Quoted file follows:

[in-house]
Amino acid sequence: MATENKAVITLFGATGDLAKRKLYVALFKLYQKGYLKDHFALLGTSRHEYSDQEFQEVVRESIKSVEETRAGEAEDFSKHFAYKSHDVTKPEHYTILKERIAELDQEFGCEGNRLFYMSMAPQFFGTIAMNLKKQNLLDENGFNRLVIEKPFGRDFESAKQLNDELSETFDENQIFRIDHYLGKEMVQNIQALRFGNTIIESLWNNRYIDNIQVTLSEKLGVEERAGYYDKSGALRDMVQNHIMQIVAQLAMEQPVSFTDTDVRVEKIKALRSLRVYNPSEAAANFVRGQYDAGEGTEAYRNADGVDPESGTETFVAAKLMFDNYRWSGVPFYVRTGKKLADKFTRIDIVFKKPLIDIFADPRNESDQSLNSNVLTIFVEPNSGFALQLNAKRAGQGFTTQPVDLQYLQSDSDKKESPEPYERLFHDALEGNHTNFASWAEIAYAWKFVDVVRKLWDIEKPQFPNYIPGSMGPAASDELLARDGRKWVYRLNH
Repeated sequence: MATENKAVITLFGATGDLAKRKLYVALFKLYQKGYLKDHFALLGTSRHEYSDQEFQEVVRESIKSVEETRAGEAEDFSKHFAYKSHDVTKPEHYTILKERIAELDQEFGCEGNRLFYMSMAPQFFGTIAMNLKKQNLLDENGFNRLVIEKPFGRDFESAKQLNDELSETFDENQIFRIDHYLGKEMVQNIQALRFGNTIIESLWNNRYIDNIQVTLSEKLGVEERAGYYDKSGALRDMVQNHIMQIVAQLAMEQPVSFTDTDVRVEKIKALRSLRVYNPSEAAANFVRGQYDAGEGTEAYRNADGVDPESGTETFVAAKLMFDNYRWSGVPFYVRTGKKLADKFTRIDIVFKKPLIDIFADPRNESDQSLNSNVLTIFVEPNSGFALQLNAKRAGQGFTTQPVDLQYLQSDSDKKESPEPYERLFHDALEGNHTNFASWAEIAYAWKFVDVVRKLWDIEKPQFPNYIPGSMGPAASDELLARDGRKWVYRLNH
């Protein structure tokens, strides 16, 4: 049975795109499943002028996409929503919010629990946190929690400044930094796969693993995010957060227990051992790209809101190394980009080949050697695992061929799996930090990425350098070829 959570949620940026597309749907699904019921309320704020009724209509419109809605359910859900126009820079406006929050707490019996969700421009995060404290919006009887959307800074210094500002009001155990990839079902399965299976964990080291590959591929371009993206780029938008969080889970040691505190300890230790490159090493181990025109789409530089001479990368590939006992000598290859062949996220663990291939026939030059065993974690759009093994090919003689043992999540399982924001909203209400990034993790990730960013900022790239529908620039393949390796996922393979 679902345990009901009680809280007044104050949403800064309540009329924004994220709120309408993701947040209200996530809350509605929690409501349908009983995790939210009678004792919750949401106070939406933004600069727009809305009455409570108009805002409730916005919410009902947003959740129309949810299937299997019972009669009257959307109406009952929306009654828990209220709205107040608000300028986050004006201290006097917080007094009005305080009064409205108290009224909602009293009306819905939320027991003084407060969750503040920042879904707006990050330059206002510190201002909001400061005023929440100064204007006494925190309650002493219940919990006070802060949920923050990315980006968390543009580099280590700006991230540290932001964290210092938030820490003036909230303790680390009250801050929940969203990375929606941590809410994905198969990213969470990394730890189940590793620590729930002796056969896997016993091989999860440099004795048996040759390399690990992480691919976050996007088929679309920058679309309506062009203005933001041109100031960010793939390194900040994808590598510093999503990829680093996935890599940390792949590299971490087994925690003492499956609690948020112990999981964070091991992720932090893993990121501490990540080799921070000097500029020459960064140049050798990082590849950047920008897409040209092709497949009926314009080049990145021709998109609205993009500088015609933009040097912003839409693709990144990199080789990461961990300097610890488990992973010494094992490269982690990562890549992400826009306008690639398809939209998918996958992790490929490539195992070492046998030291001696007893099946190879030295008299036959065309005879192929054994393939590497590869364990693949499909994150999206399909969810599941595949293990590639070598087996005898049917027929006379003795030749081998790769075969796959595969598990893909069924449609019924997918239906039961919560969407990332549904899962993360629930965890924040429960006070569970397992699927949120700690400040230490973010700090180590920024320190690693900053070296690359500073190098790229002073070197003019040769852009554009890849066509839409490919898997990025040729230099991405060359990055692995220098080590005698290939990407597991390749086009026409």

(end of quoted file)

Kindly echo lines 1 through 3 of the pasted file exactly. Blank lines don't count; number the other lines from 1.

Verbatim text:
[in-house]
Amino acid sequence: MATENKAVITLFGATGDLAKRKLYVALFKLYQKGYLKDHFALLGTSRHEYSDQEFQEVVRESIKSVEETRAGEAEDFSKHFAYKSHDVTKPEHYTILKERIAELDQEFGCEGNRLFYMSMAPQFFGTIAMNLKKQNLLDENGFNRLVIEKPFGRDFESAKQLNDELSETFDENQIFRIDHYLGKEMVQNIQALRFGNTIIESLWNNRYIDNIQVTLSEKLGVEERAGYYDKSGALRDMVQNHIMQIVAQLAMEQPVSFTDTDVRVEKIKALRSLRVYNPSEAAANFVRGQYDAGEGTEAYRNADGVDPESGTETFVAAKLMFDNYRWSGVPFYVRTGKKLADKFTRIDIVFKKPLIDIFADPRNESDQSLNSNVLTIFVEPNSGFALQLNAKRAGQGFTTQPVDLQYLQSDSDKKESPEPYERLFHDALEGNHTNFASWAEIAYAWKFVDVVRKLWDIEKPQFPNYIPGSMGPAASDELLARDGRKWVYRLNH
Repeated sequence: MATENKAVITLFGATGDLAKRKLYVALFKLYQKGYLKDHFALLGTSRHEYSDQEFQEVVRESIKSVEETRAGEAEDFSKHFAYKSHDVTKPEHYTILKERIAELDQEFGCEGNRLFYMSMAPQFFGTIAMNLKKQNLLDENGFNRLVIEKPFGRDFESAKQLNDELSETFDENQIFRIDHYLGKEMVQNIQALRFGNTIIESLWNNRYIDNIQVTLSEKLGVEERAGYYDKSGALRDMVQNHIMQIVAQLAMEQPVSFTDTDVRVEKIKALRSLRVYNPSEAAANFVRGQYDAGEGTEAYRNADGVDPESGTETFVAAKLMFDNYRWSGVPFYVRTGKKLADKFTRIDIVFKKPLIDIFADPRNESDQSLNSNVLTIFVEPNSGFALQLNAKRAGQGFTTQPVDLQYLQSDSDKKESPEPYERLFHDALEGNHTNFASWAEIAYAWKFVDVVRKLWDIEKPQFPNYIPGSMGPAASDELLARDGRKWVYRLNH